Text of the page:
Rarely-seen Jane Austen portrait on show to mark 200 years since writer's death
The portrait reinvented the image of the famous novelist.
One of the most famous images of Jane Austen is returning to the UK for an exhibition marking the 200th anniversary of the author’s death.
The James Andrews watercolour was commissioned by the Pride And Prejudice novelist’s nephew in 1869 and will appear on the new £10 note from 2017.
But the rarely-seen portrait was snapped up by a private collector, thought to be in the US, for £164,500 at an auction in London in 2013.
Austen’s nephew, the Rev James Edward Austen-Leigh, commissioned the portrait to accompany the Memoir Of Jane Austen, his influential, first full-length biography of the Sense And Sensibility writer.
It was based on the only confirmed portrait of Austen made during her lifetime – a sketch by her sister Cassandra, which is in the National Portrait Gallery.
That portrait will also feature in the exhibition, along with Austen’s teenage writings and the original ending she penned for another of her great novels, Persuasion.
Also on show is a manuscript of a volume of writings, including a spoof History Of England, which she penned at the age of 16.
Highlights in The Mysterious Miss Austen include Austen’s silk pelisse coat, featuring a pattern of oak leaves, her purse and sewing materials case.
The show, at The Gallery in Winchester Discovery Centre – in the city where Austen died in 1817 and just a few miles from the Hampshire village where she was born, will feature six portraits of the Emma and Mansfield Park author, under one roof for the first time.
Co-curator Louise West told the Press Association that the watercolour was one of the first images to present Austen in the way she is remembered today.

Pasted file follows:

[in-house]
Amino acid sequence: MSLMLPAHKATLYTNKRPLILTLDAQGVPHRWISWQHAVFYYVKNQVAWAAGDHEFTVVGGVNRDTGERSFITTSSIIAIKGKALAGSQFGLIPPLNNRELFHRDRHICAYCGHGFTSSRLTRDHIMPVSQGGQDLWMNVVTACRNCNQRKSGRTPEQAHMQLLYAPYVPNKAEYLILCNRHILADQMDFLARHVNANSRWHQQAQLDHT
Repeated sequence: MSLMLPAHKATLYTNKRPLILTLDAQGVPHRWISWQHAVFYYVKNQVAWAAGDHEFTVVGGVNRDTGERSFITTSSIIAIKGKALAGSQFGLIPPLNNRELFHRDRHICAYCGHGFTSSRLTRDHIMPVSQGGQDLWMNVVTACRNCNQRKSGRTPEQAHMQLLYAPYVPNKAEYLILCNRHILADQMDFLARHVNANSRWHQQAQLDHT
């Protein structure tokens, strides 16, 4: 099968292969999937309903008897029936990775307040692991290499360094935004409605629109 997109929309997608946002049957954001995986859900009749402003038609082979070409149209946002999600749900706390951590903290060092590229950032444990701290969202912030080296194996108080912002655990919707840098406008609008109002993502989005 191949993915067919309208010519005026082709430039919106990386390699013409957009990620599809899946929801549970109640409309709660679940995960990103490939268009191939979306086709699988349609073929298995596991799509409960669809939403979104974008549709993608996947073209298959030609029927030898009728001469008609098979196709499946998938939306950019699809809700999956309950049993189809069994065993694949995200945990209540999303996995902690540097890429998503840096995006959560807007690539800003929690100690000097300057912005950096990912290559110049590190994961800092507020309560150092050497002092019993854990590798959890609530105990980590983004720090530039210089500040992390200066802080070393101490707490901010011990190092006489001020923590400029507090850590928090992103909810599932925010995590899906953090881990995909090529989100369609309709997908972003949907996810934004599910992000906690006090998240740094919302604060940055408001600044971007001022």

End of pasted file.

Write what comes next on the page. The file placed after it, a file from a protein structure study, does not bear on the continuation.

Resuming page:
“The image shows the way that Jane Austen’s family, in the Victorian period, wanted her to be represented,” she said.
“They were dissatisfied with her sister Cassandra’s sketch, which is in the National Portrait Gallery.
“She was sort of scowling, it was a bit cartoonish … warts and all.
“The family were reinventing their aunt to become more palatable to Victorian readers. They commissioned this portrait to represent her the way they wanted her to be remembered.
“This is the start of the Jane Austen fan club. This is where it all took off, the beginning of the image of her as somebody who we still think of as very sweet, quite pretty, you don’t necessarily see any intelligence in that face. She looks nice, not threatening.
“The sketch by her sister Cassandra is a tiny bit threatening.”
In 2013, a ring once owned by Austen which was sold to US singer Kelly Clarkson was saved for the nation after a museum where the author lived, Jane Austen’s House Museum, raised more than £150,000 to buy it.
:: The Mysterious Miss Austen runs from May 13 to July 24 at The Gallery in Winchester Discovery Centre.